Warning the “decimation of journalism” by big business and billionaire executives poses a major threat to democracy, Sen. Bernie Sanders on Monday unveiled a plan to stop the long-running corporate consolidation of American media, take anti-trust action against tech giants like Facebook and Google, and bolster independent news.

“Today, after decades of consolidation and deregulation, just a small handful of companies control almost everything you watch, read, and download,” Sanders, a 2020 Democratic presidential candidate, wrote in an op-ed for the Columbia Journalism Review.

This consolidation, as well as the domination of the digital market by Facebook and Google, has led to the destruction of local independent news and hard-hitting reporting, Sanders said, leaving a void that has been filled by the vapid punditry, “infotainment,” and business-friendly propaganda that is so often featured on America’s corporate-owned television networks.

“At precisely the moment when we need more reporters covering the healthcare crisis, the climate emergency, and economic inequality,” wrote the Vermont senator, “we have television pundits paid tens of millions of dollars to pontificate about frivolous political gossip, as local news outlets are eviscerated.”

Sanders went on to provide an overview of the long-running destruction of local news and independent journalism, which he said has been “gutted by the same forces of greed that are pillaging our economy”:

Over the past 15 years, more than 1,400 communities across the county have lost newspapers, which are the outlets local television, radio, and digital news sites rely on for reporting. Since 2008, we have seen newsrooms lose 28,000 employees—and in the past year alone, 3,200 people in the media industry have been laid off. Today, for every working journalist, there are six people now working in public relations, often pushing a corporate line.

To fight the corporate assault on journalism—which Sanders noted has been made “far worse” by President Donald Trump’s “authoritarian bullying”—the senator’s plan would:

  • Impose an immediate moratorium on federal approval of mergers of major media companies;
  • Require media corporations to disclose whether their corporate transactions and mergers would cause significant layoffs of reporters;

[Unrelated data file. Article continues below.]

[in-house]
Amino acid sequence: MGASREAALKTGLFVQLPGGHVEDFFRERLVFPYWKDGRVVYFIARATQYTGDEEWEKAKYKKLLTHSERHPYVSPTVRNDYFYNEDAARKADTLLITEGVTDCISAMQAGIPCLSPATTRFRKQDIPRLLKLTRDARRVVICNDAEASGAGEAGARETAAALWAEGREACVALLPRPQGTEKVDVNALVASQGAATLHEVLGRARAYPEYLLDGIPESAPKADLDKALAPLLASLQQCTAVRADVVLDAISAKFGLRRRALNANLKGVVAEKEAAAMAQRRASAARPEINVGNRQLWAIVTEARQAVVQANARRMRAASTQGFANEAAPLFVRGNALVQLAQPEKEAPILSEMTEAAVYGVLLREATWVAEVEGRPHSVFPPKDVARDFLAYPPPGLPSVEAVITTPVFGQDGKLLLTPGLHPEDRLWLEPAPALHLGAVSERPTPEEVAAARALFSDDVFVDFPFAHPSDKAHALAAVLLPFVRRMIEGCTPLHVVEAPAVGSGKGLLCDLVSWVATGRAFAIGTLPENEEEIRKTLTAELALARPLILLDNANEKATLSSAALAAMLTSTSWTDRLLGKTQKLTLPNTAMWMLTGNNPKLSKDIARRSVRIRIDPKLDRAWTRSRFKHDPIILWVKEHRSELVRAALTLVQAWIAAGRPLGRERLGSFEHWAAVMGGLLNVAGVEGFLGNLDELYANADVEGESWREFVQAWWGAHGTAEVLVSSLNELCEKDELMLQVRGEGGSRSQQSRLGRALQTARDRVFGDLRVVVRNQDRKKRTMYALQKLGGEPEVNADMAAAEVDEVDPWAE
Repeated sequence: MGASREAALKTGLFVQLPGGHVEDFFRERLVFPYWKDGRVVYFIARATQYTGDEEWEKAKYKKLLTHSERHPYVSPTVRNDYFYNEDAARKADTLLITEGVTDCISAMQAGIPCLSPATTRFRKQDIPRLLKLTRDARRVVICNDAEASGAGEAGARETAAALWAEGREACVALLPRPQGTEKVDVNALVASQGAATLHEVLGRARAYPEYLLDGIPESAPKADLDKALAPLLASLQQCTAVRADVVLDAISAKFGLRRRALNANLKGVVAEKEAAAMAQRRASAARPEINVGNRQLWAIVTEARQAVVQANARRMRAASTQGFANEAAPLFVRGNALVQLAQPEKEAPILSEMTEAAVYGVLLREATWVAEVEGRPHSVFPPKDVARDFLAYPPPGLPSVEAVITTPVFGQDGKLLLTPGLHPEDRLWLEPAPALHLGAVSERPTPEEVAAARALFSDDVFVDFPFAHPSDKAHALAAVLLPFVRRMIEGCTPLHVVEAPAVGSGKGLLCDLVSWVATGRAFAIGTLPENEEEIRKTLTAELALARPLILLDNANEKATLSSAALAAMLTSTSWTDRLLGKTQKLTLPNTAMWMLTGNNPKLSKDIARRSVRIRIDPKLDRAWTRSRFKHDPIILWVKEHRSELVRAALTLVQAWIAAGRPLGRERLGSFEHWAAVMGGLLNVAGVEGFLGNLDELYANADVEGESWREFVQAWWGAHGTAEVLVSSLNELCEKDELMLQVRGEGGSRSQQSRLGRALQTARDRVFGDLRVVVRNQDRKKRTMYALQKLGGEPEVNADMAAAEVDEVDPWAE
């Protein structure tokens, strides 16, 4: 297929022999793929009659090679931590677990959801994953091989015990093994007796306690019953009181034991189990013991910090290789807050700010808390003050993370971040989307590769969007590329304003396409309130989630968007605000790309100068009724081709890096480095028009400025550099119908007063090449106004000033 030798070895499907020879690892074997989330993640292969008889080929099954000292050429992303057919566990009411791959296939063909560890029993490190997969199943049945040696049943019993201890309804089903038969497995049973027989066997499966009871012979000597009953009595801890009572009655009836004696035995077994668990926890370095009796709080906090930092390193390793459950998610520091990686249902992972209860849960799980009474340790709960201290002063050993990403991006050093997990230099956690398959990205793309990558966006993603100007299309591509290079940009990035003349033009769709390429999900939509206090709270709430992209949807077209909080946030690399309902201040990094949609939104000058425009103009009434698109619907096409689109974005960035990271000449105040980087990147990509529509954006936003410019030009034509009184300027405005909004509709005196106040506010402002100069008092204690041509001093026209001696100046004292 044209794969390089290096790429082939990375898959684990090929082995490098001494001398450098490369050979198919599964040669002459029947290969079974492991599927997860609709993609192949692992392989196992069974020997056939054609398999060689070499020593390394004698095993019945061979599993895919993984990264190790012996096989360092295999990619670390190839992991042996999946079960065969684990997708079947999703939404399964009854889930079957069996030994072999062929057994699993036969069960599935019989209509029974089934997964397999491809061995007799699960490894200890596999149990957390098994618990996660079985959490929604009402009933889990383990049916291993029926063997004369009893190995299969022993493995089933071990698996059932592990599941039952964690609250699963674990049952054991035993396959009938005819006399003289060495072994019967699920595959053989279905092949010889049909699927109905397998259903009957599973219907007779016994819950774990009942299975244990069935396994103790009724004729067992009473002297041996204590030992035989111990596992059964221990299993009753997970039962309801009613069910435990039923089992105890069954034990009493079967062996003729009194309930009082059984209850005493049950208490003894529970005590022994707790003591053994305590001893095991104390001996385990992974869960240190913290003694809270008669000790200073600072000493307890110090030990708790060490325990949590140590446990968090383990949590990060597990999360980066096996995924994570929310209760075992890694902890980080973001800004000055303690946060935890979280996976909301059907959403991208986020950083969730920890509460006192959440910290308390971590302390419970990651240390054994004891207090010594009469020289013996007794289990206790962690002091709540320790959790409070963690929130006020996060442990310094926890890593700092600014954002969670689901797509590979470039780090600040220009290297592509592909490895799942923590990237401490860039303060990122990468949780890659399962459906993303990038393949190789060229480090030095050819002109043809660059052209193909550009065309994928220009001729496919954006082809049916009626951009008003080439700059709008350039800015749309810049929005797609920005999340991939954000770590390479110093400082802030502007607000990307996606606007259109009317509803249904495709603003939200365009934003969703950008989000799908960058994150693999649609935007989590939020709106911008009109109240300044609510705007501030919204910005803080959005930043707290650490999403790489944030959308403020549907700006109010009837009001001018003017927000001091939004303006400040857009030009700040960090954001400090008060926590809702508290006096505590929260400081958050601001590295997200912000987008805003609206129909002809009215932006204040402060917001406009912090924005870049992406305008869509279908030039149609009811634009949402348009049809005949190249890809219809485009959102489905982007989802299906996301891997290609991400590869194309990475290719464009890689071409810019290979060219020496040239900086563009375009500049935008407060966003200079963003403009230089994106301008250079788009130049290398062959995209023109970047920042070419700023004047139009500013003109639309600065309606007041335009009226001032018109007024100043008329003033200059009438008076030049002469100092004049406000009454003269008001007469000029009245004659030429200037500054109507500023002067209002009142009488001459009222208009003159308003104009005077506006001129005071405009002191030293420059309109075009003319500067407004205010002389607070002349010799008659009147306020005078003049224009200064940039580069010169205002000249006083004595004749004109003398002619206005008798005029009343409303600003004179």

• Require that employees “be given the opportunity to purchase media outlets through employee stock-ownership plans”;
  • Block federal merger and deregulation moves that harm people of color and women;
  • “Reinstate and strengthen media ownership rules” with the goal of limiting “the number of stations that large broadcasting corporations can own in each market and nationwide”;
  • Enforce anti-trust laws against tech behemoths like Facebook and Google “to prevent them from using their enormous market power to cannibalize, bilk, and defund news organizations”;
  • Increase funding for federal programs that support public local media “in much the same way many other countries already fund independent public media.”

“Today’s assault on journalism by Wall Street, billionaire businessmen, Silicon Valley, and Donald Trump presents a crisis,” Sanders wrote. “We cannot sit by and allow corporations, billionaires, and demagogues to destroy the Fourth Estate, nor can we allow them to replace serious reporting with infotainment and propaganda.”

“When I am president,” Sanders said, “my administration will put in place policies that will reform the media industry and better protect independent journalism at both the local and national levels.”

Sanders’ plan to stop corporate consolidation of U.S. media and reverse its devastating effects won praise from journalists and press freedom advocates.

“Wow!” tweeted Craig Aaron, president of advocacy group Free Press. “Bernie Sanders outlines an ambitious plan to save local journalism and confront the harm greedy corporate media and runaway consolidation have done to communities.”

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